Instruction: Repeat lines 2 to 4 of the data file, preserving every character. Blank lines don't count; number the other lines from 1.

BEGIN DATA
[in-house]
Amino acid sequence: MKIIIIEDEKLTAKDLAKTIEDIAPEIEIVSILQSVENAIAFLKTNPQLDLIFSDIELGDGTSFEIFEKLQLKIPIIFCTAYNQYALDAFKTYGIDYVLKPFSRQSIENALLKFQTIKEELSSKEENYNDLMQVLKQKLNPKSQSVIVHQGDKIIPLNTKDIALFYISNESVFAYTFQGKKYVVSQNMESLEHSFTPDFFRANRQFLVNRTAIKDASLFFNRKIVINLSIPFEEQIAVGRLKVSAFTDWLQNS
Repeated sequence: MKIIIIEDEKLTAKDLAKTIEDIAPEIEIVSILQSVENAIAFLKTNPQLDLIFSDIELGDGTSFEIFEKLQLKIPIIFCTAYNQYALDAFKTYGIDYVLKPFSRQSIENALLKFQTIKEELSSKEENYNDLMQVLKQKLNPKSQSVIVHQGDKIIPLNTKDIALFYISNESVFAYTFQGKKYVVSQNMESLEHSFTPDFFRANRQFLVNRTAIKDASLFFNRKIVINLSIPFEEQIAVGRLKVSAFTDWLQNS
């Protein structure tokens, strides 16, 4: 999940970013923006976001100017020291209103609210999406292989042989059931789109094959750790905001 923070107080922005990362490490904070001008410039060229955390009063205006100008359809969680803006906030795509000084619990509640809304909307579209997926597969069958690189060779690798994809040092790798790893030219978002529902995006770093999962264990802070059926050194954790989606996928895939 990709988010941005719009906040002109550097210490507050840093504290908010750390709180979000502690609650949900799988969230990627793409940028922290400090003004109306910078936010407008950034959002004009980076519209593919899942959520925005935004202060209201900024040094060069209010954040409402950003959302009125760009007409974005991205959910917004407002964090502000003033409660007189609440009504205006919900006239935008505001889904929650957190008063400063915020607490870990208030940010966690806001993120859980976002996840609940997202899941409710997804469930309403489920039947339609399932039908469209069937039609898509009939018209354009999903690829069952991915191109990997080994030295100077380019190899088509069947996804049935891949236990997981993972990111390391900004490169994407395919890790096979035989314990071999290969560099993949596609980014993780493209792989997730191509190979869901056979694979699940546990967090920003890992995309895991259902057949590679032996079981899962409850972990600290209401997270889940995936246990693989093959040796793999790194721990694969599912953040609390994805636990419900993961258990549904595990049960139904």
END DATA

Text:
Amino acid sequence: MKIIIIEDEKLTAKDLAKTIEDIAPEIEIVSILQSVENAIAFLKTNPQLDLIFSDIELGDGTSFEIFEKLQLKIPIIFCTAYNQYALDAFKTYGIDYVLKPFSRQSIENALLKFQTIKEELSSKEENYNDLMQVLKQKLNPKSQSVIVHQGDKIIPLNTKDIALFYISNESVFAYTFQGKKYVVSQNMESLEHSFTPDFFRANRQFLVNRTAIKDASLFFNRKIVINLSIPFEEQIAVGRLKVSAFTDWLQNS
Repeated sequence: MKIIIIEDEKLTAKDLAKTIEDIAPEIEIVSILQSVENAIAFLKTNPQLDLIFSDIELGDGTSFEIFEKLQLKIPIIFCTAYNQYALDAFKTYGIDYVLKPFSRQSIENALLKFQTIKEELSSKEENYNDLMQVLKQKLNPKSQSVIVHQGDKIIPLNTKDIALFYISNESVFAYTFQGKKYVVSQNMESLEHSFTPDFFRANRQFLVNRTAIKDASLFFNRKIVINLSIPFEEQIAVGRLKVSAFTDWLQNS
């Protein structure tokens, strides 16, 4: 999940970013923006976001100017020291209103609210999406292989042989059931789109094959750790905001 923070107080922005990362490490904070001008410039060229955390009063205006100008359809969680803006906030795509000084619990509640809304909307579209997926597969069958690189060779690798994809040092790798790893030219978002529902995006770093999962264990802070059926050194954790989606996928895939 990709988010941005719009906040002109550097210490507050840093504290908010750390709180979000502690609650949900799988969230990627793409940028922290400090003004109306910078936010407008950034959002004009980076519209593919899942959520925005935004202060209201900024040094060069209010954040409402950003959302009125760009007409974005991205959910917004407002964090502000003033409660007189609440009504205006919900006239935008505001889904929650957190008063400063915020607490870990208030940010966690806001993120859980976002996840609940997202899941409710997804469930309403489920039947339609399932039908469209069937039609898509009939018209354009999903690829069952991915191109990997080994030295100077380019190899088509069947996804049935891949236990997981993972990111390391900004490169994407395919890790096979035989314990071999290969560099993949596609980014993780493209792989997730191509190979869901056979694979699940546990967090920003890992995309895991259902057949590679032996079981899962409850972990600290209401997270889940995936246990693989093959040796793999790194721990694969599912953040609390994805636990419900993961258990549904595990049960139904």